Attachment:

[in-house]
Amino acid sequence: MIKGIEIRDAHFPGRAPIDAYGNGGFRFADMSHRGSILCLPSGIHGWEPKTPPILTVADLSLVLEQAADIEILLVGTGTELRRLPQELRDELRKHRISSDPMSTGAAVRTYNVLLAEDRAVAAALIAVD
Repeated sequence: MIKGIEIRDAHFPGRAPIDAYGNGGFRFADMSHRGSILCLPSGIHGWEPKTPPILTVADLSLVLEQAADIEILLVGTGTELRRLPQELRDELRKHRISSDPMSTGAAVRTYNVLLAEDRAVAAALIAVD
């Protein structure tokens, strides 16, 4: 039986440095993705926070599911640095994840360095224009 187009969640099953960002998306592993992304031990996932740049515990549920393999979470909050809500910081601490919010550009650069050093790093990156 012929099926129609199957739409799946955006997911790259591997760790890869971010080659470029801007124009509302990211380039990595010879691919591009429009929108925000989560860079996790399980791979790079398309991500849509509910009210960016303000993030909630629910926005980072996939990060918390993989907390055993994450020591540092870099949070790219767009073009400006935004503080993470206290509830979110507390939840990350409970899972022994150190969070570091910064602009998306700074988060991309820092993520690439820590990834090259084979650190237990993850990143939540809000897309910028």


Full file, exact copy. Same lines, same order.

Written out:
[in-house]
Amino acid sequence: MIKGIEIRDAHFPGRAPIDAYGNGGFRFADMSHRGSILCLPSGIHGWEPKTPPILTVADLSLVLEQAADIEILLVGTGTELRRLPQELRDELRKHRISSDPMSTGAAVRTYNVLLAEDRAVAAALIAVD
Repeated sequence: MIKGIEIRDAHFPGRAPIDAYGNGGFRFADMSHRGSILCLPSGIHGWEPKTPPILTVADLSLVLEQAADIEILLVGTGTELRRLPQELRDELRKHRISSDPMSTGAAVRTYNVLLAEDRAVAAALIAVD
């Protein structure tokens, strides 16, 4: 039986440095993705926070599911640095994840360095224009 187009969640099953960002998306592993992304031990996932740049515990549920393999979470909050809500910081601490919010550009650069050093790093990156 012929099926129609199957739409799946955006997911790259591997760790890869971010080659470029801007124009509302990211380039990595010879691919591009429009929108925000989560860079996790399980791979790079398309991500849509509910009210960016303000993030909630629910926005980072996939990060918390993989907390055993994450020591540092870099949070790219767009073009400006935004503080993470206290509830979110507390939840990350409970899972022994150190969070570091910064602009998306700074988060991309820092993520690439820590990834090259084979650190237990993850990143939540809000897309910028």